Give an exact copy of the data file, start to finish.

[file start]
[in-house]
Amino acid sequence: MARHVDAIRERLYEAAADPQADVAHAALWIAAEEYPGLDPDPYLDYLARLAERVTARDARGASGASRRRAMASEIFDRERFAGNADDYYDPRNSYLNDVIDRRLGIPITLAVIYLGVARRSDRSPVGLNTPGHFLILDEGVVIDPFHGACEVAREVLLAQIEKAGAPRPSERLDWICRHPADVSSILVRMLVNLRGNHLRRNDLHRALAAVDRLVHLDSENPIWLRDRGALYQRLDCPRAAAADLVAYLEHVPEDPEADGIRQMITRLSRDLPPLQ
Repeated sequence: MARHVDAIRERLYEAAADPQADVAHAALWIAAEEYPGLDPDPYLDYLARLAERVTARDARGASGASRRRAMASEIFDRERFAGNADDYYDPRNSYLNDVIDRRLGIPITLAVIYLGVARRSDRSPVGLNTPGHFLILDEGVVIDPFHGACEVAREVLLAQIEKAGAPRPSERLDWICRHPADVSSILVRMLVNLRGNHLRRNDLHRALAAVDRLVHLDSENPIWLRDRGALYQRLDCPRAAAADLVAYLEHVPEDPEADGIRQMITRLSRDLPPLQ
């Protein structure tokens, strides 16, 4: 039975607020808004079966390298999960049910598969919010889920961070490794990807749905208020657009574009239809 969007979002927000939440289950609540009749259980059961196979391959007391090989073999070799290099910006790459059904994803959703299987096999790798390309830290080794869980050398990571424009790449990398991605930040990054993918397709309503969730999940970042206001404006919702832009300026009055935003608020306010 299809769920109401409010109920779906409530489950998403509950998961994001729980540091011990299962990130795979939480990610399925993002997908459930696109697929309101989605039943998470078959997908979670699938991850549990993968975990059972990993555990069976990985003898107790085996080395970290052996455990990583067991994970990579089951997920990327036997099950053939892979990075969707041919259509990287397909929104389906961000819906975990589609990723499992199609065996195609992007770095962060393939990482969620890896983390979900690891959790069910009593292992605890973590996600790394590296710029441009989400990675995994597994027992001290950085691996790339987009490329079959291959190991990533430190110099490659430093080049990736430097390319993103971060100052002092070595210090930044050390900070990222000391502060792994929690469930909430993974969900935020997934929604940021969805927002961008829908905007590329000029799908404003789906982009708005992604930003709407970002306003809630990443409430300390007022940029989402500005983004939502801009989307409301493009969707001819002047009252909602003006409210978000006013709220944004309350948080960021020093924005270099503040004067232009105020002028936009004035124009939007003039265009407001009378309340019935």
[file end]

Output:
[in-house]
Amino acid sequence: MARHVDAIRERLYEAAADPQADVAHAALWIAAEEYPGLDPDPYLDYLARLAERVTARDARGASGASRRRAMASEIFDRERFAGNADDYYDPRNSYLNDVIDRRLGIPITLAVIYLGVARRSDRSPVGLNTPGHFLILDEGVVIDPFHGACEVAREVLLAQIEKAGAPRPSERLDWICRHPADVSSILVRMLVNLRGNHLRRNDLHRALAAVDRLVHLDSENPIWLRDRGALYQRLDCPRAAAADLVAYLEHVPEDPEADGIRQMITRLSRDLPPLQ
Repeated sequence: MARHVDAIRERLYEAAADPQADVAHAALWIAAEEYPGLDPDPYLDYLARLAERVTARDARGASGASRRRAMASEIFDRERFAGNADDYYDPRNSYLNDVIDRRLGIPITLAVIYLGVARRSDRSPVGLNTPGHFLILDEGVVIDPFHGACEVAREVLLAQIEKAGAPRPSERLDWICRHPADVSSILVRMLVNLRGNHLRRNDLHRALAAVDRLVHLDSENPIWLRDRGALYQRLDCPRAAAADLVAYLEHVPEDPEADGIRQMITRLSRDLPPLQ
């Protein structure tokens, strides 16, 4: 039975607020808004079966390298999960049910598969919010889920961070490794990807749905208020657009574009239809 969007979002927000939440289950609540009749259980059961196979391959007391090989073999070799290099910006790459059904994803959703299987096999790798390309830290080794869980050398990571424009790449990398991605930040990054993918397709309503969730999940970042206001404006919702832009300026009055935003608020306010 299809769920109401409010109920779906409530489950998403509950998961994001729980540091011990299962990130795979939480990610399925993002997908459930696109697929309101989605039943998470078959997908979670699938991850549990993968975990059972990993555990069976990985003898107790085996080395970290052996455990990583067991994970990579089951997920990327036997099950053939892979990075969707041919259509990287397909929104389906961000819906975990589609990723499992199609065996195609992007770095962060393939990482969620890896983390979900690891959790069910009593292992605890973590996600790394590296710029441009989400990675995994597994027992001290950085691996790339987009490329079959291959190991990533430190110099490659430093080049990736430097390319993103971060100052002092070595210090930044050390900070990222000391502060792994929690469930909430993974969900935020997934929604940021969805927002961008829908905007590329000029799908404003789906982009708005992604930003709407970002306003809630990443409430300390007022940029989402500005983004939502801009989307409301493009969707001819002047009252909602003006409210978000006013709220944004309350948080960021020093924005270099503040004067232009105020002028936009004035124009939007003039265009407001009378309340019935």